Python Variables PT. 1

Variables Part 1

A variable is an object that holds information for later use. Variables in Python are not strongly typed, meaning you do not need to explicitly define a variable with the type, only a name, and its value. As an example, if I wanted an integer called var1 with a value of 7, I would use var1 = 7. In this lesson, we are going to cover integers (int), strings (str), and lists.

An Integer is just a number. Integers can be whole numbers, decimals (called floats), and either positive or negative. The next lesson will cover floats in more detail. For now, understand that an integer is often referred to as an int and can have any attributes just described.

A string is a letter or collection of letters, spaces, and special characters. In Python, there are no ‘char’ variables that are common in languages like C++, C#, Java, and other languages. If you are storing a single letter, Python still classifies that letter as a string.

Lists are a collection of values, variables, and other structures. Lists in Python can be as simple or as complicated as you want. Lists are like buckets of data that let you stack other buckets in them. You can mix types together in the same lists; meaning a list can contain any arrangement of strings, integers, and lists. For the purposes of this lesson, we will keep it simple with ints and strings.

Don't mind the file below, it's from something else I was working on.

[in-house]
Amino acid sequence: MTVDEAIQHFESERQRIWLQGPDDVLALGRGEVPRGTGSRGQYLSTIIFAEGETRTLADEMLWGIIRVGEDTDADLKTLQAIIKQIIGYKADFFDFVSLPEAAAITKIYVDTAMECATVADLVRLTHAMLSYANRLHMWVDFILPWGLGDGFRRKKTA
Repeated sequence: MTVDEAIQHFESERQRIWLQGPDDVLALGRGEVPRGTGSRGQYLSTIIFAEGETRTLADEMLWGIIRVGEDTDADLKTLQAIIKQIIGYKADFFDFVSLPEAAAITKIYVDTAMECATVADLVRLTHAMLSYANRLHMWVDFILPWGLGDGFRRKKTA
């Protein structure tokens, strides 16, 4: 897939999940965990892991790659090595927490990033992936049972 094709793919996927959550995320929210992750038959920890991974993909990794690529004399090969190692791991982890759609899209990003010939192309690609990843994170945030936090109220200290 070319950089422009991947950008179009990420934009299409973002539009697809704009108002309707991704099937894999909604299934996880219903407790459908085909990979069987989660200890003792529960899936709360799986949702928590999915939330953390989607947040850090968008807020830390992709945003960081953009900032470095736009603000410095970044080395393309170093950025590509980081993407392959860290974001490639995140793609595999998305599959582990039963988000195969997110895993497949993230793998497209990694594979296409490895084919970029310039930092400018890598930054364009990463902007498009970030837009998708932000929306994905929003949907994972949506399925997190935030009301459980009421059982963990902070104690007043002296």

Each element in a list is assigned a position number starting from 0 and ending with the length of the array minus 1. You will sometimes see this referred to as 0->x-1. Most languages follow this rule. If you want to display the first item in a list called lList1, you would use lList1[0]. We will cover more of this in the I/O section.

Putting it together

As a reminder, anything behind a # symbol is seen as a comment and will not be interpreted in Python. We use comments to better explain code samples while still allowing you to copy, paste, and run code. A good coding practice is to prefix your variables with something to remind you of what type of variable it is. For this demonstration, I use i for int, s for string, and l for list.

iVar1 = 7 #This is an int
sVar2 = "I am a string" #This is a string
lVar3 = ["item 1",7,"Item 3"] #This is a list with strings and an int

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